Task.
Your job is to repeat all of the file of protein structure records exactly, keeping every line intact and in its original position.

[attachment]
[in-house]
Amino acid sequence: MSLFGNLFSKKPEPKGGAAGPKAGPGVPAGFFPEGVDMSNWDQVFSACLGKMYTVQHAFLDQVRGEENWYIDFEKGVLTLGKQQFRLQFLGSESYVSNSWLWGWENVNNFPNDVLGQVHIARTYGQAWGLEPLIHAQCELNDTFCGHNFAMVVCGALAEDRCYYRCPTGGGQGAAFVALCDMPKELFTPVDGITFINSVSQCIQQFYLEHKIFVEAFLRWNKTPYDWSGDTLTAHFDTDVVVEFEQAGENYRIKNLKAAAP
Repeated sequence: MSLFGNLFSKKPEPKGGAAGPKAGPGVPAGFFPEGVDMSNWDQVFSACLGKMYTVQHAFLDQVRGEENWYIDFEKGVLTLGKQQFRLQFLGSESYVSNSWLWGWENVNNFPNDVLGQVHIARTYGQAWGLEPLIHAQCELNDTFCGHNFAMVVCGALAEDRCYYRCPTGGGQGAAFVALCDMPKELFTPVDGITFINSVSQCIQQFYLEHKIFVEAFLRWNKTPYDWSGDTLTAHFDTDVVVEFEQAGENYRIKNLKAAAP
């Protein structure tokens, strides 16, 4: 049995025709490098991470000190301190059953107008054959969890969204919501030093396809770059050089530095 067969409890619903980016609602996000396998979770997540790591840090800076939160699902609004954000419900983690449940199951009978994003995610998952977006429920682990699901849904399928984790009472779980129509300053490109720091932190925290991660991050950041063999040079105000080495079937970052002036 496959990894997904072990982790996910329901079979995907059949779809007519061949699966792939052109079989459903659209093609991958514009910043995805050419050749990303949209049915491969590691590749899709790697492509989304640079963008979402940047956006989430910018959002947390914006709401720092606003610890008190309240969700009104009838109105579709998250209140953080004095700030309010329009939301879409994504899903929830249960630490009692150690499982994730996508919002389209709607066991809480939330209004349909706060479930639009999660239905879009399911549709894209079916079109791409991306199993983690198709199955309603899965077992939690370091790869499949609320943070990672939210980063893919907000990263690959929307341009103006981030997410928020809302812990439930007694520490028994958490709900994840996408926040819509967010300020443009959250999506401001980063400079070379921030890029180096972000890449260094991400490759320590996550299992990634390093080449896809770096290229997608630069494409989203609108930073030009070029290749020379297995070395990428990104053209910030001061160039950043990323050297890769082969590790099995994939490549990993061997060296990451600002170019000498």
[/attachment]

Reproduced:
[in-house]
Amino acid sequence: MSLFGNLFSKKPEPKGGAAGPKAGPGVPAGFFPEGVDMSNWDQVFSACLGKMYTVQHAFLDQVRGEENWYIDFEKGVLTLGKQQFRLQFLGSESYVSNSWLWGWENVNNFPNDVLGQVHIARTYGQAWGLEPLIHAQCELNDTFCGHNFAMVVCGALAEDRCYYRCPTGGGQGAAFVALCDMPKELFTPVDGITFINSVSQCIQQFYLEHKIFVEAFLRWNKTPYDWSGDTLTAHFDTDVVVEFEQAGENYRIKNLKAAAP
Repeated sequence: MSLFGNLFSKKPEPKGGAAGPKAGPGVPAGFFPEGVDMSNWDQVFSACLGKMYTVQHAFLDQVRGEENWYIDFEKGVLTLGKQQFRLQFLGSESYVSNSWLWGWENVNNFPNDVLGQVHIARTYGQAWGLEPLIHAQCELNDTFCGHNFAMVVCGALAEDRCYYRCPTGGGQGAAFVALCDMPKELFTPVDGITFINSVSQCIQQFYLEHKIFVEAFLRWNKTPYDWSGDTLTAHFDTDVVVEFEQAGENYRIKNLKAAAP
């Protein structure tokens, strides 16, 4: 049995025709490098991470000190301190059953107008054959969890969204919501030093396809770059050089530095 067969409890619903980016609602996000396998979770997540790591840090800076939160699902609004954000419900983690449940199951009978994003995610998952977006429920682990699901849904399928984790009472779980129509300053490109720091932190925290991660991050950041063999040079105000080495079937970052002036 496959990894997904072990982790996910329901079979995907059949779809007519061949699966792939052109079989459903659209093609991958514009910043995805050419050749990303949209049915491969590691590749899709790697492509989304640079963008979402940047956006989430910018959002947390914006709401720092606003610890008190309240969700009104009838109105579709998250209140953080004095700030309010329009939301879409994504899903929830249960630490009692150690499982994730996508919002389209709607066991809480939330209004349909706060479930639009999660239905879009399911549709894209079916079109791409991306199993983690198709199955309603899965077992939690370091790869499949609320943070990672939210980063893919907000990263690959929307341009103006981030997410928020809302812990439930007694520490028994958490709900994840996408926040819509967010300020443009959250999506401001980063400079070379921030890029180096972000890449260094991400490759320590996550299992990634390093080449896809770096290229997608630069494409989203609108930073030009070029290749020379297995070395990428990104053209910030001061160039950043990323050297890769082969590790099995994939490549990993061997060296990451600002170019000498």